All other things being equal, the gross rent multiplier approach might suggest that the $200,000 home would be a better investment, since it would take a shorter time to pay off.
The GRM doesn’t take into account any of the real expenses that come along with real estate ownership, such as property taxes or insurance premiums, which affect the investor’s actual income. To take those into account, investors can use the income approach.
3. The income approach
The income approach allows investors to estimate a property’s value based on the income it generates.
“This is Real Estate Investing 101,” says Sanchez. “Here, you’re being more specific about the costs of taxes, insurance, vacancies, and repair and maintenance to calculate a net return.”
The income approach uses two variables: the net operating income (NOI), which refers to a property’s income after all expenses are paid; and the capitalization rate, or cap rate, a percentage that expresses a property's estimated NOI as a percentage of its market value.
How to calculate the income approach
Let’s say an investor finds a home that generates $24,000 a year in rent, with annual operating expenses of $3,600. So the property will generate $20,400 a year. The current cap rate on single family homes is 5.5 percent.
$20,400 / 0.055 = $370,909
The property’s market value would be about $370,909.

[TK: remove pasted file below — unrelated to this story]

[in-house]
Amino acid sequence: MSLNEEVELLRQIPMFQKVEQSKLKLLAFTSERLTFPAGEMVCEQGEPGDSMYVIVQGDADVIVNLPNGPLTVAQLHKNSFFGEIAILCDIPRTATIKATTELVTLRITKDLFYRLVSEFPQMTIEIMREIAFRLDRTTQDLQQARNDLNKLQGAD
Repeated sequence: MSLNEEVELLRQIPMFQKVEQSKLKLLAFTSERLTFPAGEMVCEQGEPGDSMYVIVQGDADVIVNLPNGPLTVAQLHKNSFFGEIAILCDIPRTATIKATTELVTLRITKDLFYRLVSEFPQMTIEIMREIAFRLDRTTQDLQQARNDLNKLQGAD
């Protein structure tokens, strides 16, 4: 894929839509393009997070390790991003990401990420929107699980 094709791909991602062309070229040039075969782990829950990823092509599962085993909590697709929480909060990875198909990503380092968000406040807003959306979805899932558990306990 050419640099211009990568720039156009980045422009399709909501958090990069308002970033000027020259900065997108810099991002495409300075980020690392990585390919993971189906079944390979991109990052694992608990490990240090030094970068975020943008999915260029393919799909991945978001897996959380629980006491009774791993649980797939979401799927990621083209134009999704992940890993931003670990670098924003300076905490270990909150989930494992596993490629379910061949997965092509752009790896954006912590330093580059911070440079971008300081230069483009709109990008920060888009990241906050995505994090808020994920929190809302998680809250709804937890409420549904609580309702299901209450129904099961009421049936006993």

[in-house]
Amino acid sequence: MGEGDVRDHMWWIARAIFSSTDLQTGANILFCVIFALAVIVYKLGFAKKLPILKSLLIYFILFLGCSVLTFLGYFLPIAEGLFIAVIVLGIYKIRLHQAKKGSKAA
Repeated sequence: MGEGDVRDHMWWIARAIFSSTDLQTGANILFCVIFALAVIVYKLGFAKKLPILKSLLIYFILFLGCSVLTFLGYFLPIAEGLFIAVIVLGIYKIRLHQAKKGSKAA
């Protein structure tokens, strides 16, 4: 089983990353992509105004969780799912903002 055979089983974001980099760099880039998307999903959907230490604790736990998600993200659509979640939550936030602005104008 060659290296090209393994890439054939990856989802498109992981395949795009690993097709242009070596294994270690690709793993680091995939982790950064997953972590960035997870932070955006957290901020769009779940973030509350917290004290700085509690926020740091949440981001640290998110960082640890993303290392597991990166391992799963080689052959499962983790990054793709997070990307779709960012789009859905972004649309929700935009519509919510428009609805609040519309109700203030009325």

“What’s unique about single family rental homes is that not everyone who is investing in the home puts much weight on the income it generates,” Sanchez explains, such as a buyer who might not be an investor. “They might just want good schools.”
4. The cost approach
In the cost approach, the value of a property is determined by what it would cost to rebuild the building if it was demolished, or to build a similar structure. This approach is based on the logic that buyers will not pay more for the building than it would cost to construct a similar property today.
It takes into account the worth of the land the building stands on and any depreciation that has taken place.
“Insurance companies use the cost approach to determine if the replacement cost of an asset is in alignment with the value,” says Sanchez. “Institutional investors use this metric as a guardrail to ensure they’re not overpaying. They’re basically asking, ‘Is building new or buying existing properties better?’ and making sure the balance makes sense.”
How to implement the cost approach
As an example, an investor begins by using comparables to conclude that a similar plot of land is worth $40,000. She then determines that similar 2,000-square-foot homes cost $60 per square foot to build, or $120,000, and that this home has depreciated by 25 percent ($120,000 - 25 percent).
She then plugs these variables into the following formula:
Value of property = cost - depreciation + land value
In that case, the valuation calculation would look as follows:
Cost: 2,000 sq. ft. x $60 = $120,000
Depreciation: $120,000 x 25 percent = $30,000
Land value: $40,000
So, the value = $120,000 - $30,000 + $40,000, or $130,000.
Bottom line on evaluating a rental property's value
Using a combination of these methods, investors can calculate the value of a property and determine whether it's worth their time to investigate closely.
Before signing on the dotted line, investors should always get an evaluation of a property from a certified appraiser.